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Unisa alumni share their journeys – Kyle Pillay

Kyle Pillay is an only child and comes from Chatsworth, in Durban. The principles and values that he portrays were instilled in him from a young age by his parents. He obtained his LLB degree at Unisa in 2018. Notably, he obtained the most distinctions of all students during his third and fourth years of studies, and was proud to become a recipient of the merit bursaries and council bursaries. During his studies, he was employed at Nedbank, Sasol, Shoprite/Checkers, Woolworths and Edgars. This helped him to be very disciplined with his studies. He says discipline and perseverance are two key ingredients students need when they want to succeed at Unisa.

An opportunity to participate in Moot Court came along when Kyle was in his second year. While undergoing the Moot Court training, he realised that the other participants were already in their third or final year of studies, which was very intimidating. He describes his Moot Court experience as extremely wonderful. His mentor was Norman Mpya, a brilliant individual who is full of wisdom as well as insight. The topic of the first Moot Court was ‘African Customary Law’. He became one of the first KwaZulu-Natal Moot Court finalists and part of the team who represented Kwa-Zulu Natal in the Inter-Regional Tournament held in Pretoria. ‘I will never ever forget this moment, as well as a specific event that was quite embarrassing,’ he says. ‘During the presentation of my argument, in an auditorium filled with numerous individuals, I was asked by one the presiding judges whether I had read Shilubana V Nwamita. This is one of the leading cases in respect of African Customary Law. When I responded in the negative, I was reprimanded in front of the whole auditorium and asked how I could not know this case. I mentioned that I did not deal with this case law since it had no relevance to my argument and another colleague would be dealing with it. I remember clearly how, under my breath, I added “my Justice, I am sincerely sorry for my incompetence, but may I proceed with my argument”. There was nothing else that could be done thereafter.’

Kyle says that this specific moment guided him into realising that in litigation you cover everything and leave no stone unturned. However, he chose to use this embarrassing moment as a positive experience and learnt that how you deal with it, thereafter, determines your true character. Kyle encourages all law students to apply for Moot Court as it stands one in good stead when it appears on one’s curriculum vitae when applying for articles as well as vacation work. He believes it was one of the things that helped him with his application to procure vacation work at prestigious firms like Strauss Daly and Tomlinson Mnguni James in Durban. He was the only Unisa student amongst students from the University of KwaZulu-Natal and Wits to be accepted. This resulted in him being offered articles at Tomlinson Mnguni James.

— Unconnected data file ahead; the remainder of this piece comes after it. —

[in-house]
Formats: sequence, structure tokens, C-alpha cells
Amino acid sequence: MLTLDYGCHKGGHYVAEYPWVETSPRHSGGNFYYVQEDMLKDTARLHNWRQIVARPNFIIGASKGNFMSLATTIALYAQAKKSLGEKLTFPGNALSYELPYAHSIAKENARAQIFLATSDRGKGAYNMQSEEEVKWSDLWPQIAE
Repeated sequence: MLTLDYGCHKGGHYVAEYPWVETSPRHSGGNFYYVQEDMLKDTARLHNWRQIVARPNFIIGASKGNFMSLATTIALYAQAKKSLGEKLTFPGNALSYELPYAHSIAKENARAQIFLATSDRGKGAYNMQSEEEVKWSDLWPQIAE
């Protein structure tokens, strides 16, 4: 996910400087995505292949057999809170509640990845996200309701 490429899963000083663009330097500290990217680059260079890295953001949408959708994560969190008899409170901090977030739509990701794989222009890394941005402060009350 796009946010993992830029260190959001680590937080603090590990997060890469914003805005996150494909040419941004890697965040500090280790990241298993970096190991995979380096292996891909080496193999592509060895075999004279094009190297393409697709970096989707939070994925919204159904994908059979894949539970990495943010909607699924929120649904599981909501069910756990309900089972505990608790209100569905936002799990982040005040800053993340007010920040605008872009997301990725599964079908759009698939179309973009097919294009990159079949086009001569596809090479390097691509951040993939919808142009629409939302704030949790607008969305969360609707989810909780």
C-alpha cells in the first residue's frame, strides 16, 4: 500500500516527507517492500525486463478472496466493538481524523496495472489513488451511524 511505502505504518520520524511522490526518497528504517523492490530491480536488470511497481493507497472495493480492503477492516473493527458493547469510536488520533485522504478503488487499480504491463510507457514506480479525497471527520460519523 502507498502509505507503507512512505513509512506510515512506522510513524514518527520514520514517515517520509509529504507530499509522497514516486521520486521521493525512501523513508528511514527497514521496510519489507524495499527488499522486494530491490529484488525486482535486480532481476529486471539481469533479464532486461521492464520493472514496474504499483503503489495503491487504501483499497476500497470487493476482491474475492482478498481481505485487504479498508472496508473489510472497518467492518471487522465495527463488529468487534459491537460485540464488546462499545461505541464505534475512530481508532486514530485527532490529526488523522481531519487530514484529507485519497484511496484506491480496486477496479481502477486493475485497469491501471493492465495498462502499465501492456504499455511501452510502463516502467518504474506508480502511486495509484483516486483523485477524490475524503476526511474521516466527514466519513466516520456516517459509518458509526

Kyle is a first-year candidate attorney at law firm PGPS Law, where he first worked in the personal injury litigation department for six months. He is now working in commercial litigation and describes it a great experience and hard work. He is thoroughly enjoying the experience and challenges. He is on the verge of registering for his conveyancing examinations and will write the board examinations next year.

‘You will never stop learning law,’ says Kyle. ‘It is a great journey: ensure that you are prepared, optimistic and passionate, and the future will certainly hold good rewards. I would like to quote the wise words of Nelson Mandela: “After climbing a great hill, one finds that there are many more hills to climb”.’

‘As we are all aware, the present pandemic that we find ourselves in has adversely affected our economy, including the livelihoods of the people of South Africa. It can be regarded as tough and trying times; however, if we as a country abide by the rules and regulations laid down by our honourable President, we will overcome this challenge. We just have to place our faith in God to bring upon healing and restoration to the world.’ Kyle's advice to all students during this period is that, while self-isolating and adhering to social distancing rules, they use this time to further their studies.

His last piece of advice to students is that, in pursuing an LLB or any other degree, you should place all things within the hand of God, but also focus on hard work and perseverance, learn to read with understanding and always strive for success.  He wishes all students the best of success with their studies and future endeavours.

* Submitted by Jo Cossavella, Communications Officer, Unisa KwaZulu-Natal Region

Publish date: 2020/08/19